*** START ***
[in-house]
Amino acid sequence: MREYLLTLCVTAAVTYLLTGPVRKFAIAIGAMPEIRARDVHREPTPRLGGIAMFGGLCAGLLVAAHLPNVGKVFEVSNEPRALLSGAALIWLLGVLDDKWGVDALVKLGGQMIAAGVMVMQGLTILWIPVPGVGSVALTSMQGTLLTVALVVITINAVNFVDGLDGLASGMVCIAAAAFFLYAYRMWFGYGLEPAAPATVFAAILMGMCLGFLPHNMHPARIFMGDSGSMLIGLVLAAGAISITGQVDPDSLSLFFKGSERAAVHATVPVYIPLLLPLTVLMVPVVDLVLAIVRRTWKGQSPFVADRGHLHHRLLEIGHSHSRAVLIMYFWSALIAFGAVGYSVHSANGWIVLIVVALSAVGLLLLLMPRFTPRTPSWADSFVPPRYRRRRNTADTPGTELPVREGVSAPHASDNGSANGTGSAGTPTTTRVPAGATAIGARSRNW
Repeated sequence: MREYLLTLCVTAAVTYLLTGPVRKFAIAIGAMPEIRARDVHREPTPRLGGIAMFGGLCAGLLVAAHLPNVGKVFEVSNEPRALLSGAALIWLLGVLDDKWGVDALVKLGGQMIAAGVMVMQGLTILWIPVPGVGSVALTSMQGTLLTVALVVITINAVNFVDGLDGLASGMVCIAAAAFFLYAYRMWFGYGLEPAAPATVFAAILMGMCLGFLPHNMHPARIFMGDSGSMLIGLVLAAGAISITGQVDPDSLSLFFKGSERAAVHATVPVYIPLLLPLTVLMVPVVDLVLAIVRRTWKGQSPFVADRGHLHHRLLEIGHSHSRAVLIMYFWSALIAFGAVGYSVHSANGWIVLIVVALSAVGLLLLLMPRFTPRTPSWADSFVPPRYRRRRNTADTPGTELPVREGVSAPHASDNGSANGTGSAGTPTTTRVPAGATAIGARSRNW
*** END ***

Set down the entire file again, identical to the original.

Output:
[in-house]
Amino acid sequence: MREYLLTLCVTAAVTYLLTGPVRKFAIAIGAMPEIRARDVHREPTPRLGGIAMFGGLCAGLLVAAHLPNVGKVFEVSNEPRALLSGAALIWLLGVLDDKWGVDALVKLGGQMIAAGVMVMQGLTILWIPVPGVGSVALTSMQGTLLTVALVVITINAVNFVDGLDGLASGMVCIAAAAFFLYAYRMWFGYGLEPAAPATVFAAILMGMCLGFLPHNMHPARIFMGDSGSMLIGLVLAAGAISITGQVDPDSLSLFFKGSERAAVHATVPVYIPLLLPLTVLMVPVVDLVLAIVRRTWKGQSPFVADRGHLHHRLLEIGHSHSRAVLIMYFWSALIAFGAVGYSVHSANGWIVLIVVALSAVGLLLLLMPRFTPRTPSWADSFVPPRYRRRRNTADTPGTELPVREGVSAPHASDNGSANGTGSAGTPTTTRVPAGATAIGARSRNW
Repeated sequence: MREYLLTLCVTAAVTYLLTGPVRKFAIAIGAMPEIRARDVHREPTPRLGGIAMFGGLCAGLLVAAHLPNVGKVFEVSNEPRALLSGAALIWLLGVLDDKWGVDALVKLGGQMIAAGVMVMQGLTILWIPVPGVGSVALTSMQGTLLTVALVVITINAVNFVDGLDGLASGMVCIAAAAFFLYAYRMWFGYGLEPAAPATVFAAILMGMCLGFLPHNMHPARIFMGDSGSMLIGLVLAAGAISITGQVDPDSLSLFFKGSERAAVHATVPVYIPLLLPLTVLMVPVVDLVLAIVRRTWKGQSPFVADRGHLHHRLLEIGHSHSRAVLIMYFWSALIAFGAVGYSVHSANGWIVLIVVALSAVGLLLLLMPRFTPRTPSWADSFVPPRYRRRRNTADTPGTELPVREGVSAPHASDNGSANGTGSAGTPTTTRVPAGATAIGARSRNW